diana jenner

On Mon, Apr 19, 2010 at 9:37 AM, Sandra Dodd <Sandra@...> wrote:

> -=-When something comes to me as an issue I have found myself
> formulating it as a question for this list and then imagining what the
> answers might be. What I have only now realised is that this is
> indicative of how extraordinarily difficult I have found it to think
> for myself. I am so used to being spoonfed the "right answer" that
> even now, in my forties, I sort of wait for someone to tell me what to
> do. -=-
> I don't think what you're describing is unusual at all, though.
> People have voices in their heads, and they have the images of people
> whose approval would make them feel better.

Knowing I'm in control of those voices (I found volume!) and that I am the
one who can shape the things said to me *inside my OWN head* are very
important day-to-day tools. You can fire the voices you no longer agree
with. Crazy but TRUE ;)

I used to "bring in" Sandra to virtually sit in the corner of the room while
I played with my kids. She would *in my head* watch and approve of the

Once I heard her voice IRL and listened to Parenting Peacefully about 857
times, she moved from the corner of the room to the head of the choir!
Slowly, slowly through the years, I've collected the voices of the moms I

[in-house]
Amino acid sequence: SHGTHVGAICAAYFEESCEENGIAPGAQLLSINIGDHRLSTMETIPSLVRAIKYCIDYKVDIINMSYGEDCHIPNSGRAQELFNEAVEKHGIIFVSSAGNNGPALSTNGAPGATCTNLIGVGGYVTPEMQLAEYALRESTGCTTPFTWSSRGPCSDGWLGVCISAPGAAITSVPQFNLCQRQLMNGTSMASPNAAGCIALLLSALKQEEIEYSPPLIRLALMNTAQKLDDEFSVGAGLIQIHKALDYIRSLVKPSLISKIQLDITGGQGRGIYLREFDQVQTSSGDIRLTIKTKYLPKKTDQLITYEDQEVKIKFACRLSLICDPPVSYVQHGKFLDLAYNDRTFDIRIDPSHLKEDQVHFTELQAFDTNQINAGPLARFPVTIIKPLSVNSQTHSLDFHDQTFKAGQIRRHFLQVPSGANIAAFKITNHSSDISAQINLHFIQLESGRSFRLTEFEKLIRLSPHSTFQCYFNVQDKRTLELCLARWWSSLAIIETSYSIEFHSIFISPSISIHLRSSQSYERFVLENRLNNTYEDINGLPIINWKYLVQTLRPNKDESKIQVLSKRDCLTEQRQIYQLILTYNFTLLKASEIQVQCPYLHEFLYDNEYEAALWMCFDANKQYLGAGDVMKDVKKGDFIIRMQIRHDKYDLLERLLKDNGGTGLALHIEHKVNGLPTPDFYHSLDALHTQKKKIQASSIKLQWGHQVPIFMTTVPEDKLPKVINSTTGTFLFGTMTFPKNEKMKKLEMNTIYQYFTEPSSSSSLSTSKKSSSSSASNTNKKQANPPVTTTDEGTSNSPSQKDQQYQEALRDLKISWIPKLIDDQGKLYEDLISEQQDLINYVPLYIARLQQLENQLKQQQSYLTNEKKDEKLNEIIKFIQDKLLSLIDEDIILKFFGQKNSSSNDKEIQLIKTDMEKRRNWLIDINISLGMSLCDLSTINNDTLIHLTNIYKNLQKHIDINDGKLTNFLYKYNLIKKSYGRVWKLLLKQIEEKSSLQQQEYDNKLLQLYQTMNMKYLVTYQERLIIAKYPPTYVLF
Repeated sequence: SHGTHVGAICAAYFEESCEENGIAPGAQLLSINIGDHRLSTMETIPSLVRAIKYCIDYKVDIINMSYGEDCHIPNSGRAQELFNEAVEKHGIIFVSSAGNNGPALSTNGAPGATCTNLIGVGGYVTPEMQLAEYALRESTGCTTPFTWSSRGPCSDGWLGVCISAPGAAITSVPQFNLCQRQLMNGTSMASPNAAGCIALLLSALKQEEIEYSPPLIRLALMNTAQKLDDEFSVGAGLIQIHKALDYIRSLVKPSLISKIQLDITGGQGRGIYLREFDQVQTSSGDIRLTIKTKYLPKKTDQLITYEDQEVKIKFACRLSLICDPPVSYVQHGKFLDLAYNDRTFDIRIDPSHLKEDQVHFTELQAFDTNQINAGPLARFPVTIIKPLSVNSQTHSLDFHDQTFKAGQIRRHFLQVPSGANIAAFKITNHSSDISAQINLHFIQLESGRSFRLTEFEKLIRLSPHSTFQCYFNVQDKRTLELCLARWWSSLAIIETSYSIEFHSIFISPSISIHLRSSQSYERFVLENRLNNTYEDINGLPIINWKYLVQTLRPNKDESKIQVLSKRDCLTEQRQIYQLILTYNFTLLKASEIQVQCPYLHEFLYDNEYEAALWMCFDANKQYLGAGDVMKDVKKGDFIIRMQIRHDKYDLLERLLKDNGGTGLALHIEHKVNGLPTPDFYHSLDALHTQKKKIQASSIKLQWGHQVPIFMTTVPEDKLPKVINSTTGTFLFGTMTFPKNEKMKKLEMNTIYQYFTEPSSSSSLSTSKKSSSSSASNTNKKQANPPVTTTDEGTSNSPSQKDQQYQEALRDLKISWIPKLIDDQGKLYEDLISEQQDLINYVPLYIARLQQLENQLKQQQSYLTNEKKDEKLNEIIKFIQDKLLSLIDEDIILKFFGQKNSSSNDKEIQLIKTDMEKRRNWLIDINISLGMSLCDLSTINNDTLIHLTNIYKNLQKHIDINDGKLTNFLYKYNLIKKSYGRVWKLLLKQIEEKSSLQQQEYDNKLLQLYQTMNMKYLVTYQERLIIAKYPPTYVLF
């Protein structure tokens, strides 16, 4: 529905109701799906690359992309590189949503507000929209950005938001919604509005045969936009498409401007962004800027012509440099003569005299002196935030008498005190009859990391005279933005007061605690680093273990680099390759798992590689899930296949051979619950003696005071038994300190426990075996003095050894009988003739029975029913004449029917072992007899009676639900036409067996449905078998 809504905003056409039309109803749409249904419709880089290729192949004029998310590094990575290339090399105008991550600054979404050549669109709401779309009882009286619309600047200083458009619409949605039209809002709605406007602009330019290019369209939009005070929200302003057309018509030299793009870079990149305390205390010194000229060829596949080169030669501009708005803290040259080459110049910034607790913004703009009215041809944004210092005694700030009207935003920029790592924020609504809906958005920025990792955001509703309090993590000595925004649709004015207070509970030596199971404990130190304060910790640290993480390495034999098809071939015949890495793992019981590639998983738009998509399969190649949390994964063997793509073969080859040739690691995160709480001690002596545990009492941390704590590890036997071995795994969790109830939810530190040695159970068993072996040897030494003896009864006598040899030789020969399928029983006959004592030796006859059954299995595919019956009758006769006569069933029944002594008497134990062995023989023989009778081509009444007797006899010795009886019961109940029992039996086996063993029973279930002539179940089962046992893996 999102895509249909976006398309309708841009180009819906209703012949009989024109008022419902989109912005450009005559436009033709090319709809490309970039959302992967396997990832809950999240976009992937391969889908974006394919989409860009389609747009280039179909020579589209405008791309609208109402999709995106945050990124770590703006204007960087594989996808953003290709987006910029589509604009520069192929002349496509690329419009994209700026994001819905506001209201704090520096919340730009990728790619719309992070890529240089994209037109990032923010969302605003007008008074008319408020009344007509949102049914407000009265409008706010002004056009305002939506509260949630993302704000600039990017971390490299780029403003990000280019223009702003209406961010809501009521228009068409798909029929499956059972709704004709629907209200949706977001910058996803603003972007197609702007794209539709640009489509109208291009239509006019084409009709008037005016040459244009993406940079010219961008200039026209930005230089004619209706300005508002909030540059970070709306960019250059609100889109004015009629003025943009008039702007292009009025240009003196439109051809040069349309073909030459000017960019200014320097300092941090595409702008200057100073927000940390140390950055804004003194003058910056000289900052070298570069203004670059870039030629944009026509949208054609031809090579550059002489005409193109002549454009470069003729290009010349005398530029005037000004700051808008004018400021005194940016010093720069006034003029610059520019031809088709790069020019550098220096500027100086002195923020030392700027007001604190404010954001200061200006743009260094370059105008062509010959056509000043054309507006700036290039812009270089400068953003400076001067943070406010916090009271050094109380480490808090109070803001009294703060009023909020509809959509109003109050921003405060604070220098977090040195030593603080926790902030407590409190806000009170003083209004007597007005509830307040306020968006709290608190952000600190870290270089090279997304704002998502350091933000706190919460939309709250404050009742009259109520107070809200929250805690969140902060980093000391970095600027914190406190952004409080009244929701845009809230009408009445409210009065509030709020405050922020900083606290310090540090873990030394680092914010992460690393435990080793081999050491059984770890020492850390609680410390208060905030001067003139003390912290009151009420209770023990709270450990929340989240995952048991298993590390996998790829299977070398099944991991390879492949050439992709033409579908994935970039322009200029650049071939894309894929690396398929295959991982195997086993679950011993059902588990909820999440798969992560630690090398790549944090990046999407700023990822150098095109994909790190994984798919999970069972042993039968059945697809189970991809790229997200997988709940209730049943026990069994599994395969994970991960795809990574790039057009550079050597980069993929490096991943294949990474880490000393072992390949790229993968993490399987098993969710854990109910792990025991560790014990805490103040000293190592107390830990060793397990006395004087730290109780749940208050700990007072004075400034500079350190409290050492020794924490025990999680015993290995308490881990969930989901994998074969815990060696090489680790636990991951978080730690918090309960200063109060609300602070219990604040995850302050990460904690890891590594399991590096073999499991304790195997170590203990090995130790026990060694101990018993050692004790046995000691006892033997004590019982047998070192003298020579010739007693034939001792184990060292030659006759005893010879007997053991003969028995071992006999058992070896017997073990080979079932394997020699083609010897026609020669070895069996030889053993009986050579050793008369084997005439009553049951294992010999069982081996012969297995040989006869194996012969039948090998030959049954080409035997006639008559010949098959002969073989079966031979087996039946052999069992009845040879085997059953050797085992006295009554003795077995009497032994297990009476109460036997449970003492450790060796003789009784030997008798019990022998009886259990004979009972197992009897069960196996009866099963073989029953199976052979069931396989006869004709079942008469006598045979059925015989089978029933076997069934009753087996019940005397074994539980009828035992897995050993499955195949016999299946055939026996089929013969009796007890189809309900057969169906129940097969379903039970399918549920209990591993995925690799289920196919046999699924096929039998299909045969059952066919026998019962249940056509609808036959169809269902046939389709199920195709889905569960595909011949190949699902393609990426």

want most to be like (and lucky us, there are lots of 'em here!) and allowed
them to speak to me in ways I'd never heard before! While waiting for that
next, better option (a PP tool), I'll poll my mental-mamas for suggestions.
(hmmm, I've not used this lately, perhaps this is a reminder to me more than
any of the general you ;))

> I have TONS of people in my head.
My dad's voice *in my head* was incredibly critical, though he'd not spoken
that way (to me or anyone else) in over 25 years. I've incorporated a lot of
New Dad-isms, while finding humor (instead of shame or pain) in the Old
Dad-isms. i.e. He used to say, "If you had any brains, you'd take 'em out
and play with 'em!" Part of me remembers the insult, while there's a part of
me that remembers how I would internally smile and think, "At least I'd have
something to PLAY with!" Today, my dad would laugh at my thought, he
wouldn't have then. Imagining us laughing together is a better thought to
carry than the insult. As an unschooling mommy, I can't imagine the pain
little-boy-Ed felt about having things said to him. I know Papa Ed
appreciates seeing it not happen to his grandson. So changing those old
voices, improves the now relations. And no one outside your mind need know
how it was done! :D

> I have Holly in my head when I want to buy something that I don't
> really need. Darn that Holly.
> __
My most favorite Holly-ism:
"Does that need to be heard?"
I didn't imagine this could be said in a non-snarky way - IT CAN! With a
genuine concern to make life better, it can, it was.
In that gap between getting riled up and taking that deep breath to begin to
spew, in comes Holly's voice & I'm deflated like a balloon. I step back and
examine what I'm about to say; I can still say it in 38 seconds if it's
deemed worthy of being heard. 78.53% of the time (scientifically) the
thought doesn't need to leave me; the rest of the time, the editing option
should still be used ;)

~diana :)

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